One may question whether the tDCS current used in this protocol also modulated the peripheral vestibular system resulting in SVV effects that were due to galvanic vestibular stimulation (GVS) as opposed to cortical stimulation. GVS can produce vestibular ocular torsion that leads to SVV tilt towards the anode [12, 13, 53, 54]. Moreover, the torsional response is present with GVS currents as low as 0.3 mA when electrodes are placed on the mastoids [55]. Computational models show that tDCS over the posterior parietal cortex produces electric fields in the inferior temporal gyrus and behavioral changes consistent with parietal neuromodulation [56, 57]. Current modeling also shows diffuse current flow through the skin and CSF, as well as the brain [58]. Across individuals and model assumptions, current is consistently predicted in the parietal regions under the electrodes. Outside the brain, current was not concentrated either in the ear canals or the pneumatized temporal bone (where the vestibular receptors are located). While tDCS of the peripheral vestibular system—or for that matter cranial nerves or other brain regions—cannot be excluded, our current modeling and behavioral result support our parietal cortical stimulation hypothesis. These conclusions are in agreement with the observations of Kyriakareli and coworkers after posterior parietal tDCS [10].

Immediately after tDCS, we observed a tilting effect towards the cathode in both active stimulation conditions. Several evidences indicate that both anodal and cathodal tDCS mainly affect resting membrane potential during stimulation (for review see [59]). We hypothesize that the opposite SVV tilt observed immediately after tDCS in relation to the online effect might be related to homeostatic mechanisms which aim to preserve plastic changes within a physiologically useful range and allows network stability [59, 60]. In this scenario, a sustained modulated membrane state produced by the constant current delivered by the protocol used in the present study might react to the stoppage of the stimulation by reversing its state and, thus, transiently producing an opposite effect.

There was no difference among time-points T4 and T5 between the sham-condition and active-conditions, however, relative to baseline the after-stimulation time-points among condition left anode/right cathode stimulation showed a small but significant tDCS after-effects up to 30 minutes after the end of stimulation. We speculate that the presence of a long-lasting effect of tilted SVV towards the same direction observed during the stimulation might have been related to the dominance for visual vertical cortical function in the non-dominant hemisphere [16, 26]. Moreover, long-lasting after-effects have been associated with neuroplasticity mechanisms such as long-term potentiation and depression, which are thought to underlie memory and learning [59]. Therefore, repetitive tDCS sessions might produce longer-lasting SVV effects.

Two possible limitations of the present study could be the simple methodology of SVV assessment and the lack of experimenter blinding. However, the SVV assessment was not influenced by experimenter bias. Moreover, the “bucket method” was already validated with accuracy and reliability as good as those of more sophisticated methods [28].

In conclusion, the present findings indicate that bipolar-balanced tDCS over the temporal-parietal region can produce a tilting effect on SVV in healthy subjects and can last for 30 minutes. Future studies are required to determine optimal stimulation parameters for a longer lasting and more robust SVV effect and clinical application for patients with vertical perception disorders.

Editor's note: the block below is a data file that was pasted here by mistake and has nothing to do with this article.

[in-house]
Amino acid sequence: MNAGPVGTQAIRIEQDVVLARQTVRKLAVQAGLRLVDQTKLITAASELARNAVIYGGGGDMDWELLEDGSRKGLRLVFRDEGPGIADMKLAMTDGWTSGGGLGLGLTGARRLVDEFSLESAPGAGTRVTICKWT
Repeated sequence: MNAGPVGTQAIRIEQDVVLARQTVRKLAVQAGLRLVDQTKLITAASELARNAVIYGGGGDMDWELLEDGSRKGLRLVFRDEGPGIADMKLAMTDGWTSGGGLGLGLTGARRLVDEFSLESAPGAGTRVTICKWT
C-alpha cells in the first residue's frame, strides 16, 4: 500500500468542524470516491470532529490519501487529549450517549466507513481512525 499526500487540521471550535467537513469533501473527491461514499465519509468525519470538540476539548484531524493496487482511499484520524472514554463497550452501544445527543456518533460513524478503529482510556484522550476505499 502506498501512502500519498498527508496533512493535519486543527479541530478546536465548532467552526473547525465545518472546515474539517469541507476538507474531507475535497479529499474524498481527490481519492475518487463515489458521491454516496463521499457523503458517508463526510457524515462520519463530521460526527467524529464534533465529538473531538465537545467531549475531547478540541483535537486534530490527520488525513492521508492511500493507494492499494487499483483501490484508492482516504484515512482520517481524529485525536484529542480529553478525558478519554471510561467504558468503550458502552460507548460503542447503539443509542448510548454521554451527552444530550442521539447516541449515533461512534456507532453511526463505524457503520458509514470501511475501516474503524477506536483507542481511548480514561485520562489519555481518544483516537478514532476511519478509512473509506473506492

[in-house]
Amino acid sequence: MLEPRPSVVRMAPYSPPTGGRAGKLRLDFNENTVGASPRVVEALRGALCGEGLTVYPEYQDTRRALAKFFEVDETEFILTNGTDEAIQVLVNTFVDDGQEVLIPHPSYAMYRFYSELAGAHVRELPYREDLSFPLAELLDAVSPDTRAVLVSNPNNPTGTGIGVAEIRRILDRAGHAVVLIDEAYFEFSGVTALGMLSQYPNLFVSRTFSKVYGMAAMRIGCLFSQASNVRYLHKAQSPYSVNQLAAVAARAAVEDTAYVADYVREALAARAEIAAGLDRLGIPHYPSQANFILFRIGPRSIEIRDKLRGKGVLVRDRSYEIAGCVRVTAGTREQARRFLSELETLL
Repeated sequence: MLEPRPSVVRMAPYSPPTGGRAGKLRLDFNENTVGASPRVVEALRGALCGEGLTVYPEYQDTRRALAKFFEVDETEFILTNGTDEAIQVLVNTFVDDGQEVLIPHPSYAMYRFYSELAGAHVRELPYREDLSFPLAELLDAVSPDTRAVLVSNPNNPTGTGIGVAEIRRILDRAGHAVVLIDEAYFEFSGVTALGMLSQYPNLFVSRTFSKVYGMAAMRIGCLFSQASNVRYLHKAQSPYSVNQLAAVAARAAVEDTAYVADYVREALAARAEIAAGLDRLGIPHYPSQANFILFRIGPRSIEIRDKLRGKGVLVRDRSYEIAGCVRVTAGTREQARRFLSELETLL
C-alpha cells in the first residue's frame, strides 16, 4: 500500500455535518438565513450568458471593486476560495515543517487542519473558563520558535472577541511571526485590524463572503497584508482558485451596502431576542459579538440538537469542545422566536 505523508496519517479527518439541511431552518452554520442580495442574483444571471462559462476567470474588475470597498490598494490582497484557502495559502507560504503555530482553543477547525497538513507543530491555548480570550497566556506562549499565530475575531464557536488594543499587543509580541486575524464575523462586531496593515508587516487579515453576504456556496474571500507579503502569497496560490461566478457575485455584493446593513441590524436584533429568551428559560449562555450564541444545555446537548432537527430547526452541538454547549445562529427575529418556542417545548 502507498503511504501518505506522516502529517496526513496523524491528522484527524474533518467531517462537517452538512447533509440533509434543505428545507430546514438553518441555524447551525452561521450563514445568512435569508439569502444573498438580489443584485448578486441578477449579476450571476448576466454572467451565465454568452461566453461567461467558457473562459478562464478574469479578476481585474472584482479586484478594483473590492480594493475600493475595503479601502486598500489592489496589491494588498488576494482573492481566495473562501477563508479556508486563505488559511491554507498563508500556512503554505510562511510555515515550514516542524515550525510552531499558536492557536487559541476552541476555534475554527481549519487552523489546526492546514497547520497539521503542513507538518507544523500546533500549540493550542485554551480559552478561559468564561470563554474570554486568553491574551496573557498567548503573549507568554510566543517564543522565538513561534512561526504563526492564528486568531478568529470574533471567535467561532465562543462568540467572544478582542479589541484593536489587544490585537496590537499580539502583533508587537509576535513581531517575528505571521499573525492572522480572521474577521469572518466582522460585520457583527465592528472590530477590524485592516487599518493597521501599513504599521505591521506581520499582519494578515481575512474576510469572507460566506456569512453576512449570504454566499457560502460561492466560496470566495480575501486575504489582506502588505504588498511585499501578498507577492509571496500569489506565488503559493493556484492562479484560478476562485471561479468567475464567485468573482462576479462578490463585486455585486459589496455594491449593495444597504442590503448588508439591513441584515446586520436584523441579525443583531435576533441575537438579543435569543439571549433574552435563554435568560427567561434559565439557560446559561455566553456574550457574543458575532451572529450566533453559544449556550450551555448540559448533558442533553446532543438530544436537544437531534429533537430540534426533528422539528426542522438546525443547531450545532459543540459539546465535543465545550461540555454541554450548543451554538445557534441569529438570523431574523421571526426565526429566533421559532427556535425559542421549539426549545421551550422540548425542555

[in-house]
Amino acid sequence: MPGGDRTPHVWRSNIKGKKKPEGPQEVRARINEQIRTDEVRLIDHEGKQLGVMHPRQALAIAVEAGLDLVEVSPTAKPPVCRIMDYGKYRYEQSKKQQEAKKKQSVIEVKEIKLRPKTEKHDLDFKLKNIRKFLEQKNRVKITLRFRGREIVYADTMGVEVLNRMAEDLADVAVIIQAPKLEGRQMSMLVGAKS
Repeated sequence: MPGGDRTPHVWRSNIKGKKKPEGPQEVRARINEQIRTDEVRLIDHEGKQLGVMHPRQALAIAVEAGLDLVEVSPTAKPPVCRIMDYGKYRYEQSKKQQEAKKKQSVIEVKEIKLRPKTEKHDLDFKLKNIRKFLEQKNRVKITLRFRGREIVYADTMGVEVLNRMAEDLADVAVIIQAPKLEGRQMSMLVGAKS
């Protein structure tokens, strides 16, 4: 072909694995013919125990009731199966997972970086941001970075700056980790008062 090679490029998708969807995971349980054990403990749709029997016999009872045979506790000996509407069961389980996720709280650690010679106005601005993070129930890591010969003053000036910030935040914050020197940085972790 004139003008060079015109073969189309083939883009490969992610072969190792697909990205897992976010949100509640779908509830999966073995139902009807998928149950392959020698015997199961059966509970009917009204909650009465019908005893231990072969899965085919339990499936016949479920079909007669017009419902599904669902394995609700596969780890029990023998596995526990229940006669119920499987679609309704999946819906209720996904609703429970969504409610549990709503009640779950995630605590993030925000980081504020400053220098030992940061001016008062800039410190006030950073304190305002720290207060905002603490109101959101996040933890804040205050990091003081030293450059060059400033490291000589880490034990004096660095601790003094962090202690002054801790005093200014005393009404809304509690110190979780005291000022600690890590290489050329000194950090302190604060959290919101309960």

Supporting Information

S1 Fig. Mean and standard error of SVV scores of each subject for sham condition at different times.

Before tDCS (T0 = Baseline), during tDCS (T1 = 0.5min: 30 seconds after the start of stimulation; T2 = 15min: 15 minutes after the beginning of stimulation); and after tDCS (T3 = 20min: immediately after; T4 = 35min: 15 minutes after the end of stimulation; T5 = 50min: 30 minutes after the stimulation).

https://doi.org/10.1371/journal.pone.0152331.s001

(TIF)

S2 Fig. Mean and standard error of SVV scores of each subject for tDCS condition Right anode/Left cathode at different times.

Before tDCS (T0 = Baseline), during tDCS (T1 = 0.5min: 30 seconds after the start of stimulation; T2 = 15min: 15 minutes after the beginning of stimulation); and after tDCS (T3 = 20min: immediately after; T4 = 35min: 15 minutes after the end of stimulation; T5 = 50min: 30 minutes after the stimulation).

https://doi.org/10.1371/journal.pone.0152331.s002

(TIF)

S3 Fig. Mean and standard error of SVV scores of each subject for tDCS condition Left anode/Right cathode at different times.

Before tDCS (T0 = Baseline), during tDCS (T1 = 0.5min: 30 seconds after the start of stimulation; T2 = 15min: 15 minutes after the beginning of stimulation); and after tDCS (T3 = 20min: immediately after; T4 = 35min: 15 minutes after the end of stimulation; T5 = 50min: 30 minutes after the stimulation).

https://doi.org/10.1371/journal.pone.0152331.s003

(TIF)

S1 Text. SAS procedures for statistical analysis.

https://doi.org/10.1371/journal.pone.0152331.s005

(PDF)

Acknowledgments

This work was supported by funds from the Coordenaçao de Aperfeiçoamento de Pessoal de Nível Superior—Brazil. DJE was supported by NICHD of the National Institutes of Health—USA, under award number R01HD069776. The authors declare no competing financial interests.

Author Contributions

Conceived and designed the experiments: TEGS-P JPL OMP-N SRB MR DJE. Performed the experiments: TEGS-P BPR DBF. Analyzed the data: TEGS-P SCM. Contributed reagents/materials/analysis tools: TEGS-P DQT MB. Wrote the paper: TEGS-P DQT JPL OMP-N SRB MR MB DJE.